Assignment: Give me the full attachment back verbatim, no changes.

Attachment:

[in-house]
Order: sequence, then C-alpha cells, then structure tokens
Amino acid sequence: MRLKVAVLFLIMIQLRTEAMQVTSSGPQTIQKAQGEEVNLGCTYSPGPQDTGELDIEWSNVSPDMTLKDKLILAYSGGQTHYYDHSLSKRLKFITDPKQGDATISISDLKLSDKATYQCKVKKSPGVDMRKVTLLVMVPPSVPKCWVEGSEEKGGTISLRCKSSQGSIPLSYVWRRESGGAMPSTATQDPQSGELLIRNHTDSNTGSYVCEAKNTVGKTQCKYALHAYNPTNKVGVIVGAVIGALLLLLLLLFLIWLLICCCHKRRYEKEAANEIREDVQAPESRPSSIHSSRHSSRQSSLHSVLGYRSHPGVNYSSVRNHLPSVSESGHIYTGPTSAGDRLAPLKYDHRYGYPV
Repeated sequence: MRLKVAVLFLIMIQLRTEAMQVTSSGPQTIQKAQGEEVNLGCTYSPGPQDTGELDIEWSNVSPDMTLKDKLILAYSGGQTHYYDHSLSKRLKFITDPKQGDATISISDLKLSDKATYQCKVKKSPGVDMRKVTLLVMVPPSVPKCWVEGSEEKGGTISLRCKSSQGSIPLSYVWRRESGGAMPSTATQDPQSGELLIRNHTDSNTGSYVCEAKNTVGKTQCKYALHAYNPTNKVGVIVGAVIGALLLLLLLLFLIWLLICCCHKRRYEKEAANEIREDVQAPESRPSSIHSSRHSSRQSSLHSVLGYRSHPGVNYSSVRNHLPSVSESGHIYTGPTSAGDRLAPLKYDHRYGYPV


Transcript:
[in-house]
Order: sequence, then C-alpha cells, then structure tokens
Amino acid sequence: MRLKVAVLFLIMIQLRTEAMQVTSSGPQTIQKAQGEEVNLGCTYSPGPQDTGELDIEWSNVSPDMTLKDKLILAYSGGQTHYYDHSLSKRLKFITDPKQGDATISISDLKLSDKATYQCKVKKSPGVDMRKVTLLVMVPPSVPKCWVEGSEEKGGTISLRCKSSQGSIPLSYVWRRESGGAMPSTATQDPQSGELLIRNHTDSNTGSYVCEAKNTVGKTQCKYALHAYNPTNKVGVIVGAVIGALLLLLLLLFLIWLLICCCHKRRYEKEAANEIREDVQAPESRPSSIHSSRHSSRQSSLHSVLGYRSHPGVNYSSVRNHLPSVSESGHIYTGPTSAGDRLAPLKYDHRYGYPV
Repeated sequence: MRLKVAVLFLIMIQLRTEAMQVTSSGPQTIQKAQGEEVNLGCTYSPGPQDTGELDIEWSNVSPDMTLKDKLILAYSGGQTHYYDHSLSKRLKFITDPKQGDATISISDLKLSDKATYQCKVKKSPGVDMRKVTLLVMVPPSVPKCWVEGSEEKGGTISLRCKSSQGSIPLSYVWRRESGGAMPSTATQDPQSGELLIRNHTDSNTGSYVCEAKNTVGKTQCKYALHAYNPTNKVGVIVGAVIGALLLLLLLLFLIWLLICCCHKRRYEKEAANEIREDVQAPESRPSSIHSSRHSSRQSSLHSVLGYRSHPGVNYSSVRNHLPSVSESGHIYTGPTSAGDRLAPLKYDHRYGYPV